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Porn sites not as risky as search engines or social media: Cisco studies

Highest concentration of online threats are hiding in plain site(s)

By Jim Duffy on Thu, 01/31/13 - 3:47pm.

The highest concentration of online security threats are found in major search engines, retail sites and social media outlets vs. pornography, pharmaceutical or gambling sites. That's the finding of two of Cisco's most recent security studies, which were released this week.

In its 2013 Annual Security Report, Cisco found that online shopping sites are 21 times as likely, and search engines 27 times as likely, to deliver malicious content than a counterfeit software site.  And online advertisements are 182 times as likely to deliver malicious content than pornography.

A second study, the Cisco Connected World Technology Report, found that young workers mixing personal use of their devices with business use raise security risks in businesses because they are so willing to sacrifice personal information for socialization online. More of these young workers - 30 years old or younger -- feel more comfortable sharing personal information with retail sites than with their own employers' IT departments, which are paid to protect employee identities and devices, the Cisco study found.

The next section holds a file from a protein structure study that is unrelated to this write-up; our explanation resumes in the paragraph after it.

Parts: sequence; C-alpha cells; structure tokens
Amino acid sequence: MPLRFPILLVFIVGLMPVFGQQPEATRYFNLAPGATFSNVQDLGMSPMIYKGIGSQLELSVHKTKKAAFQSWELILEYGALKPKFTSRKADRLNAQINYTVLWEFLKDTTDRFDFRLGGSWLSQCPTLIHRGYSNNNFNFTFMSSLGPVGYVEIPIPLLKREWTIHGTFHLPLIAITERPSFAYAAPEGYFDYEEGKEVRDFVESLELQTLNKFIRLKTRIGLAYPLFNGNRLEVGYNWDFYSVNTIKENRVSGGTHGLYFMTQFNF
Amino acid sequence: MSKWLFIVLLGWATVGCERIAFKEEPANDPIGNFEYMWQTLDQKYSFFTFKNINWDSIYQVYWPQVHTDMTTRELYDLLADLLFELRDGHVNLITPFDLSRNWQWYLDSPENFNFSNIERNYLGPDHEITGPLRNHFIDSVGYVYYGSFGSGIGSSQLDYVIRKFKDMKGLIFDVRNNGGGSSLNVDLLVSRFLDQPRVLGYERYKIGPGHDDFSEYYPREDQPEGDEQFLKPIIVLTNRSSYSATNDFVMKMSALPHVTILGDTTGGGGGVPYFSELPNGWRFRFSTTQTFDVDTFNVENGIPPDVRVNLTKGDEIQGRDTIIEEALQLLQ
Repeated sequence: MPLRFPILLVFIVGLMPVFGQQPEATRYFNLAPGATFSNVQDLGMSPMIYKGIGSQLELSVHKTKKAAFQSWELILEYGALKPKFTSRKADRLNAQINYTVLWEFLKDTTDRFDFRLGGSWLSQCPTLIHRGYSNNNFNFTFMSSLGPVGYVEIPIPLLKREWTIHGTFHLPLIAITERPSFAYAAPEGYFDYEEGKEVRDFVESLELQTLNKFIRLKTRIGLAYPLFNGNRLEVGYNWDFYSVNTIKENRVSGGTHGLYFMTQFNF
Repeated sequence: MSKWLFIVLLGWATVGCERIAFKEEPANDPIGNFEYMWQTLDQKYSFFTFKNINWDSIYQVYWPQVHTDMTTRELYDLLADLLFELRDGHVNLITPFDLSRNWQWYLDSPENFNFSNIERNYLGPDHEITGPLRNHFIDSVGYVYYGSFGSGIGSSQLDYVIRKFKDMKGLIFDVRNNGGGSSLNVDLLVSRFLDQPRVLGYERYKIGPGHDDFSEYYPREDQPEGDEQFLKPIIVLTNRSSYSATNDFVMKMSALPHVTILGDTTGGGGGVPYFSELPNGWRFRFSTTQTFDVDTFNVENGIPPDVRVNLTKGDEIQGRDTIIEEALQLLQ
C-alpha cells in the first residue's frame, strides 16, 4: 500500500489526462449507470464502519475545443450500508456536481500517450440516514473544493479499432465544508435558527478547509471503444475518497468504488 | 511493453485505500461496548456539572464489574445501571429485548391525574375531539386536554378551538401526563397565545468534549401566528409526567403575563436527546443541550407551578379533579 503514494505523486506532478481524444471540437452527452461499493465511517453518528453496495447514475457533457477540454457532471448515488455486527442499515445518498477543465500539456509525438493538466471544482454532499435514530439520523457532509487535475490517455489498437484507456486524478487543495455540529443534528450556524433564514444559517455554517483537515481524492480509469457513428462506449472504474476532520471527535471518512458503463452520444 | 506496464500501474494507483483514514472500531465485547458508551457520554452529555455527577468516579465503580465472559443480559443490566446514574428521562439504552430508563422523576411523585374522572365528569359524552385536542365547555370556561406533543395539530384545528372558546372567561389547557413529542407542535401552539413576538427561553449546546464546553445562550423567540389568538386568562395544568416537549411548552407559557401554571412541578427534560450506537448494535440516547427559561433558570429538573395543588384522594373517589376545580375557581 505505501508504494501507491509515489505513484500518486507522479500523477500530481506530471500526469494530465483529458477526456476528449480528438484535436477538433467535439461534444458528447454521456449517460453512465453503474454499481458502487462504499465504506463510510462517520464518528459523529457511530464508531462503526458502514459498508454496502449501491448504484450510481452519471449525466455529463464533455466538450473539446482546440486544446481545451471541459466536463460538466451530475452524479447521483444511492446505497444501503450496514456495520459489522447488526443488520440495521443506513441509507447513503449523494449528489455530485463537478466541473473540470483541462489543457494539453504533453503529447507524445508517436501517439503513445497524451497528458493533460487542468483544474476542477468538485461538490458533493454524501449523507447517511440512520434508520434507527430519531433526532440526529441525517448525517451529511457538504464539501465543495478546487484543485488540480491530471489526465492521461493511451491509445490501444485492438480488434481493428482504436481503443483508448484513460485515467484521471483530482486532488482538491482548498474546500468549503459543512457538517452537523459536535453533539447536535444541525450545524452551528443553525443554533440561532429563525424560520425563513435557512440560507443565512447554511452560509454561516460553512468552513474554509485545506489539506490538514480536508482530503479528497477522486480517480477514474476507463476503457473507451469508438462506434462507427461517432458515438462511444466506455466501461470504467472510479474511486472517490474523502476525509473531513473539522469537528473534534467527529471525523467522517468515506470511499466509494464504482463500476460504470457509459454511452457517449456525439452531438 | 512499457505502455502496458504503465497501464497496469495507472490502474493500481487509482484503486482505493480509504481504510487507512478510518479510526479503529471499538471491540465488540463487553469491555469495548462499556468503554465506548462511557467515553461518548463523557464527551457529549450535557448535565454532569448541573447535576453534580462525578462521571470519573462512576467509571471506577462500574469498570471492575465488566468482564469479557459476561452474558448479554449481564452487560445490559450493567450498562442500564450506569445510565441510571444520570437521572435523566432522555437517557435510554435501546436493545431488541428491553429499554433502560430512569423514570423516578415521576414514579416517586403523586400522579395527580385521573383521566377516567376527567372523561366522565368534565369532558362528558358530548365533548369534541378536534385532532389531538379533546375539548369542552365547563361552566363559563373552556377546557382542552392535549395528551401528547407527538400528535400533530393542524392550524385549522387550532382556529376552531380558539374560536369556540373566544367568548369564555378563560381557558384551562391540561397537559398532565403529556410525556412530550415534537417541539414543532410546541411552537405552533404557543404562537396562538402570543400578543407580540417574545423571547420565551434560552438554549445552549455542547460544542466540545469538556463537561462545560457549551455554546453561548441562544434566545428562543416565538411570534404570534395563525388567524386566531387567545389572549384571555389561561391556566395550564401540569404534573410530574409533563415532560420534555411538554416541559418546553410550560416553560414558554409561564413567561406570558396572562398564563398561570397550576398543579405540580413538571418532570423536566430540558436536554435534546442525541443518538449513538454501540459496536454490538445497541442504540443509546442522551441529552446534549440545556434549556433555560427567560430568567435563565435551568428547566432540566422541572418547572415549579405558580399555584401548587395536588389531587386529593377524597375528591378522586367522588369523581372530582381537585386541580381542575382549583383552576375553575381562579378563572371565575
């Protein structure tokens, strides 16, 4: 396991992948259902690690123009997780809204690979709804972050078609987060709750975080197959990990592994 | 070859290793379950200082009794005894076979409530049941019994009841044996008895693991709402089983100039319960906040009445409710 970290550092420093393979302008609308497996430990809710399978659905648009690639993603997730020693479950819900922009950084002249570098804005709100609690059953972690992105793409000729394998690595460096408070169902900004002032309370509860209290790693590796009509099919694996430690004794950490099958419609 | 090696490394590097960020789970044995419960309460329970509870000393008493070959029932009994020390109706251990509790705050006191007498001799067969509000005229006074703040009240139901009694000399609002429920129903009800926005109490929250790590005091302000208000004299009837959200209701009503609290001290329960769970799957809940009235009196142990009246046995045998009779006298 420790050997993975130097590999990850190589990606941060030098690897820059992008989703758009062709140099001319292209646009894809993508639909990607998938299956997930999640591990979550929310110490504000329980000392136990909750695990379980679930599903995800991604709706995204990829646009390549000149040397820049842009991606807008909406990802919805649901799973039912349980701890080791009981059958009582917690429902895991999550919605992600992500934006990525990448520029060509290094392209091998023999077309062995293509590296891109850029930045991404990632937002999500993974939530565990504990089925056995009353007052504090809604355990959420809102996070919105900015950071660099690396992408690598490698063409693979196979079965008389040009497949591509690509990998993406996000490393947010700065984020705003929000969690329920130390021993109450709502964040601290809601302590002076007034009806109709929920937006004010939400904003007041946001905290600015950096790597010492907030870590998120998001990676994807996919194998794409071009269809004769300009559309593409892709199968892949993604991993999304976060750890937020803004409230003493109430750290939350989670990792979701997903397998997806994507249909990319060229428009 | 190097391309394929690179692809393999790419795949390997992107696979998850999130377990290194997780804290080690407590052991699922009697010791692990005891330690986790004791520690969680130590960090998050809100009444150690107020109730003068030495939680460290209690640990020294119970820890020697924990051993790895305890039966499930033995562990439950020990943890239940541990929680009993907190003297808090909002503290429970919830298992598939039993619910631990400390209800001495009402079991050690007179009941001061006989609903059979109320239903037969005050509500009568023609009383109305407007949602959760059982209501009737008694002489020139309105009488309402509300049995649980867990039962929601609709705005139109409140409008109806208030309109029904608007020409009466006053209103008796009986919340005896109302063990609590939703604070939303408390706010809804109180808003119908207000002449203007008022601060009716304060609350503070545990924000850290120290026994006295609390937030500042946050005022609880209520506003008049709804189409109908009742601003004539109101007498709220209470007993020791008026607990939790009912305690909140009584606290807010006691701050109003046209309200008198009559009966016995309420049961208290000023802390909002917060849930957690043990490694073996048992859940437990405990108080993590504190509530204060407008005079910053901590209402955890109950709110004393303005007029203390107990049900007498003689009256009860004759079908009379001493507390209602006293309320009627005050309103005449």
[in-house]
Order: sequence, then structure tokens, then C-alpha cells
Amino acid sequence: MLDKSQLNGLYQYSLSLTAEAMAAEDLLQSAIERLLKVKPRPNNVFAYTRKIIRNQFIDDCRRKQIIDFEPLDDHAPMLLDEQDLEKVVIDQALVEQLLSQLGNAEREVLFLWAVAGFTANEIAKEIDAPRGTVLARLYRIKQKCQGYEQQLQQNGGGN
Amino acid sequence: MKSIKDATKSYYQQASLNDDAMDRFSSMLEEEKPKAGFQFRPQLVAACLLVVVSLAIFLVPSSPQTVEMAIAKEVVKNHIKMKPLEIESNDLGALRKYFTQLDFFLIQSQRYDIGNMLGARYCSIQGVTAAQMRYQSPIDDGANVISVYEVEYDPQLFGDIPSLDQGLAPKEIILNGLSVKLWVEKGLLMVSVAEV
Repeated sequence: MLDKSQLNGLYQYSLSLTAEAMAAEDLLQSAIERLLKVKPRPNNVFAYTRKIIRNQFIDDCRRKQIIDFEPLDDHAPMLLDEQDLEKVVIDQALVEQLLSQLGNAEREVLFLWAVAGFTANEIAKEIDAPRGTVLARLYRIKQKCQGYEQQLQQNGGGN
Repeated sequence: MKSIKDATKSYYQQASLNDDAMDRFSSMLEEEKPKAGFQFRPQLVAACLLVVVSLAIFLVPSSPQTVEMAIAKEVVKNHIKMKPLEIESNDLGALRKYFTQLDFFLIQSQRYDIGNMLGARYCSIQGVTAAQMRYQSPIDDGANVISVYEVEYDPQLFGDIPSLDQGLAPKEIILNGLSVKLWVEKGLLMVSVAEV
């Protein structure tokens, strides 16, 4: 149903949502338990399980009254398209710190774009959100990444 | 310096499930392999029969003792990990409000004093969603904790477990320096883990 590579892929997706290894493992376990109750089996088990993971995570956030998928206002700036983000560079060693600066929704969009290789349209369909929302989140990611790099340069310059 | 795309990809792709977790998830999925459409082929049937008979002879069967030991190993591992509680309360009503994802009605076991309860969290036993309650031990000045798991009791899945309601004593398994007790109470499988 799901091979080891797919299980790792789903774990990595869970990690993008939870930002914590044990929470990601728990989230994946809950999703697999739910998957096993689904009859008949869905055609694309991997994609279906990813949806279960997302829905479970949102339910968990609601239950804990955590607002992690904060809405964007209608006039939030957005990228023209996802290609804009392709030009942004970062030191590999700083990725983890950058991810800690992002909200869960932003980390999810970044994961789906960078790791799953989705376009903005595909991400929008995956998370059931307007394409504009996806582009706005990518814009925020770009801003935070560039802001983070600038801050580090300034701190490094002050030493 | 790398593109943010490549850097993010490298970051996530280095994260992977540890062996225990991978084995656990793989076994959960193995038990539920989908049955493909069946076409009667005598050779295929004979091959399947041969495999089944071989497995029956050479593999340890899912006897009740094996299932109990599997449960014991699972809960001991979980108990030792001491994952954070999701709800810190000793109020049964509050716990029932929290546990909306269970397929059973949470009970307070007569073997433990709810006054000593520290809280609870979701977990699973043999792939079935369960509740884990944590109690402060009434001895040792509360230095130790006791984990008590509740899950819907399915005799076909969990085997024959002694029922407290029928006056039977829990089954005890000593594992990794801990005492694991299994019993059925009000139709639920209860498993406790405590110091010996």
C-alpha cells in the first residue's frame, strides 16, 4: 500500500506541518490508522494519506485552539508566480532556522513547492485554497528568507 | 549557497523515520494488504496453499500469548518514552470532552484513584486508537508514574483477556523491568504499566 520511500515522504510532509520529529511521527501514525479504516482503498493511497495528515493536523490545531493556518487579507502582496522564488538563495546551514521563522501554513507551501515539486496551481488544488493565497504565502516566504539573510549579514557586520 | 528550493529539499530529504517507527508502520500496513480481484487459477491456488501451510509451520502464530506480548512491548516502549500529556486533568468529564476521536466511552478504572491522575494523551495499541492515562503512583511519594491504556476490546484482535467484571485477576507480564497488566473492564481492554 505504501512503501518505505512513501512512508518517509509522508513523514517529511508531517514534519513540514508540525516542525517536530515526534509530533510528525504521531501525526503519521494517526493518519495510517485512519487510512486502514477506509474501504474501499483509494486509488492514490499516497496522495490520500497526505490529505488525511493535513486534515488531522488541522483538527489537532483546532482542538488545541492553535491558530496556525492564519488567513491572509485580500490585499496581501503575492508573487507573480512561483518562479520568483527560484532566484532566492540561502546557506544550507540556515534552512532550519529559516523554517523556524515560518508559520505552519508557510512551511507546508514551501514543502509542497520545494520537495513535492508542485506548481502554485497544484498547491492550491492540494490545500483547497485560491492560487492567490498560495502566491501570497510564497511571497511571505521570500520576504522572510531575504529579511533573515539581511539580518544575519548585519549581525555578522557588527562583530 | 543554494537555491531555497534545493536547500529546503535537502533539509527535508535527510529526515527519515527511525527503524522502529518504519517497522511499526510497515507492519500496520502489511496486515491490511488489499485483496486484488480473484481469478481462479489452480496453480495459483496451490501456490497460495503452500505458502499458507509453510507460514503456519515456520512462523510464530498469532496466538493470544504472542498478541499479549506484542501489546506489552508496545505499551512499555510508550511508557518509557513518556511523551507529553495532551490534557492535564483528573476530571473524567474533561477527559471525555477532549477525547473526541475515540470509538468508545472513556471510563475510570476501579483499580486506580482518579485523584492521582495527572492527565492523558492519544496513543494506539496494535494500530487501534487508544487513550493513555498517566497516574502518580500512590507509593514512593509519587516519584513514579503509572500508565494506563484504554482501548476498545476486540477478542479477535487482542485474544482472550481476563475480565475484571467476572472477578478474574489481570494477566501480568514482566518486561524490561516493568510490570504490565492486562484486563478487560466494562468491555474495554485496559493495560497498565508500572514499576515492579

[HISTORICAL PERSPECTIVE: Cyberattacks growing, looking more legit]

The first part of this Cisco Connected World Technology Report, released in December, found that these "Gen Y" workers and students often bed their mobile devices in order to constantly check social media, email and text updates. As those lifestyles blend with the work environment, they're introducing security challenges that companies have not yet faced on this scale, the Cisco study found.

Seventy-five percent of Gen Yers do not trust websites to protect personal information such as credit card and personal contact details; yet it does not dissuade them from sharing it online anyway. Fifty-seven percent are comfortable with their personal information being used by retailers, social media sites, and other online properties if they will benefit from the experience, the Cisco studies found.

Mapping this behavior to the workplace, on workplace devices or personal devices used in the workplace,